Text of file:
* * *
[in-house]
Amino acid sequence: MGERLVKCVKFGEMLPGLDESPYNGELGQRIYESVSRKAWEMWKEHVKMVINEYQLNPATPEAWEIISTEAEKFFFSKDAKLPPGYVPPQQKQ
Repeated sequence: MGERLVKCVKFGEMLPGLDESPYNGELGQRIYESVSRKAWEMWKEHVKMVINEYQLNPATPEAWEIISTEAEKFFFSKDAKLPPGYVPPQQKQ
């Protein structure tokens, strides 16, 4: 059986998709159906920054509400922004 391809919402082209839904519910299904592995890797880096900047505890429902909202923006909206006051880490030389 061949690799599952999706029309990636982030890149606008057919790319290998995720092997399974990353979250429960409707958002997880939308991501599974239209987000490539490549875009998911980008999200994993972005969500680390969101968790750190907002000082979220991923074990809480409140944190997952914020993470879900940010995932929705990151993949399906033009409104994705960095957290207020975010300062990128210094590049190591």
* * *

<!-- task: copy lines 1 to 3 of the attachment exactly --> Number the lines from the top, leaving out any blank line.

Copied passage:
[in-house]
Amino acid sequence: MGERLVKCVKFGEMLPGLDESPYNGELGQRIYESVSRKAWEMWKEHVKMVINEYQLNPATPEAWEIISTEAEKFFFSKDAKLPPGYVPPQQKQ
Repeated sequence: MGERLVKCVKFGEMLPGLDESPYNGELGQRIYESVSRKAWEMWKEHVKMVINEYQLNPATPEAWEIISTEAEKFFFSKDAKLPPGYVPPQQKQ